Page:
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Author Topic: MANAGING A WILD FLOWER MEADOW  (Read 2225 times)

bungalow Bill

  • Joined Dec 2015
  • Llanynghenedl, Anglesey
MANAGING A WILD FLOWER MEADOW
« on: January 03, 2016, 11:42:16 am »
Dear TAS members
I have seeded a 1 acre meadow with wild flowers and created a wild life pond. The meadow is immediately facing my barn conversion  and its really nice to look out over it from the comfort of my lounge. I realise that such a luxury may not be in the true small holding spirit as it does not produce food nor sustain any live stock, but I like it.
I need to manage the meadow and cut it once in early spring and again in late autumn collect grass or make hay.  I dont have any farming equipment as yet and in truth the price of tractors, crass cutters, rake attachments and bailers is a bit scary and far outweighs the cost of getting a contractor in to do the necessary. I dont mind cutting the grass using a scythe but hay making by hand is a daunting task.
Can anyone tell me if I can accomplish the cutting and disposal of the grass twice a year using some form of live stock? I mean having the grass eaten would save me a lot of work and I dont really need any hay. How many beasties would it take to clear a 1 acre meal of meadow. Is it a practical solution.
I have another few acres spare to help keep the beasties  fed between the spring and autumn feasts, but it would mean moving them into my orchards, so best if the recommendations did not include apple loving types.

Regards
« Last Edit: January 03, 2016, 02:01:35 pm by bungalow Bill »
Bungalow Bill

Foobar

  • Joined Mar 2012
  • South Wales
Re: MANAGING A WILD FLOWER MEADOW
« Reply #1 on: January 03, 2016, 02:14:29 pm »
Hay making by hand isn't so bad, especially if you don't work full time.  You just need to get a good spell of weather.  You don't need many tools, just a scythe, fork and a rake, and you can make yourself a little hand baler out of wood (I did).

Spring grazing could be done with some cows (calves maybe best?) and/or sheep - probably best to loan in some from a near by farmer.  The farmer can tell you how many you need depending on the length of the grass. Don't buy your own stock in just for this, it's not worth it.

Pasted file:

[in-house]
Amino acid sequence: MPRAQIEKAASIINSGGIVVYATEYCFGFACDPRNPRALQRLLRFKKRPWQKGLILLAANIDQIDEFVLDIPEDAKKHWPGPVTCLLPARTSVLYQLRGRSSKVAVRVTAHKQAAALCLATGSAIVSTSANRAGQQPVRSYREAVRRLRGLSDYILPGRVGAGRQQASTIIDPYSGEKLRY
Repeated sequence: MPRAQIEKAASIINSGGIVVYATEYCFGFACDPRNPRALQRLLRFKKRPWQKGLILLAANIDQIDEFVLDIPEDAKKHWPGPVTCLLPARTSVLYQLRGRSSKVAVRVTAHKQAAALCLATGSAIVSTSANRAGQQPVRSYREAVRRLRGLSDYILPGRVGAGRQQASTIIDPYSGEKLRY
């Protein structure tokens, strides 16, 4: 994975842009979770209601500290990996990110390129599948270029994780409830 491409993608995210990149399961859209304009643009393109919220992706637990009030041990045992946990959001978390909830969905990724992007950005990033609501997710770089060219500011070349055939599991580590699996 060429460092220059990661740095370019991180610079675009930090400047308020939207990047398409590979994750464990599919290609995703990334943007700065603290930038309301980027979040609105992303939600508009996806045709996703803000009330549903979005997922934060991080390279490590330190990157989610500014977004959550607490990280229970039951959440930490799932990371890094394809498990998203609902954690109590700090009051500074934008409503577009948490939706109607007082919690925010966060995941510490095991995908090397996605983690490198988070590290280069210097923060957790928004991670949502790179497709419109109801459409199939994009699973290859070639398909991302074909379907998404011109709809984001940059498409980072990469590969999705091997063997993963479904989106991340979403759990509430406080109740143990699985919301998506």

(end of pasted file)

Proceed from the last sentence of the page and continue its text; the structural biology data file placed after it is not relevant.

You need to remember that every time you cut and remove the grass you are taking away nutrients.  If you have stock grazing it then they are putting the nutrients back into the soil via their dung.  Also, I expect you will want to let it go to seed too - but if you do that then any hay crop you take off it has less nutritional value.

There is a NT meadow in the next village to me and they sometimes have wild ponies grazing it off or cows, or they just flail mow it and leave the cut grass to rot down (which makes it look awful for a couple of months but is probably very good for it).  Maybe it would be worth you trying a few different ways out and see what works best?  Or vary it each year?

bungalow Bill

  • Joined Dec 2015
  • Llanynghenedl, Anglesey
Re: MANAGING A WILD FLOWER MEADOW
« Reply #2 on: January 06, 2016, 12:03:59 am »
Foobar,

Thanks for your input. Like the idea of the home made bailer. How does it work?
Bungalow Bill

Foobar

  • Joined Mar 2012
  • South Wales
Re: MANAGING A WILD FLOWER MEADOW
« Reply #3 on: January 06, 2016, 09:45:34 am »
There are plans here: http://www.caringforgodsacre.org.uk/images/uploads/fact_sheets/Hand%20Hay%20Baler%20Plans.pdf


Google "hand baler" and you should find some videos/images of it in action. :)

Steph Hen

  • Joined Jul 2013
  • Angus Scotland.
Re: MANAGING A WILD FLOWER MEADOW
« Reply #4 on: January 07, 2016, 10:50:49 pm »
Ideally you want to cut it after its all seeded and not to leave the cuttings in place. The sim is to reduce the soil fertility over time till the flowers are really well established and the nettles, docks and grasses aren't taking over. Not sure which animals would graze it best. My goats are very fussy, as are horses, cattle like longer grasses, but not sure. Sheep are meant to prefer shorter grass, but the ones we sometimes have in get through the standing hay crop alright... I'd say sheep - even if they were just there for a couple of weeks in September or october and then off again..?

 

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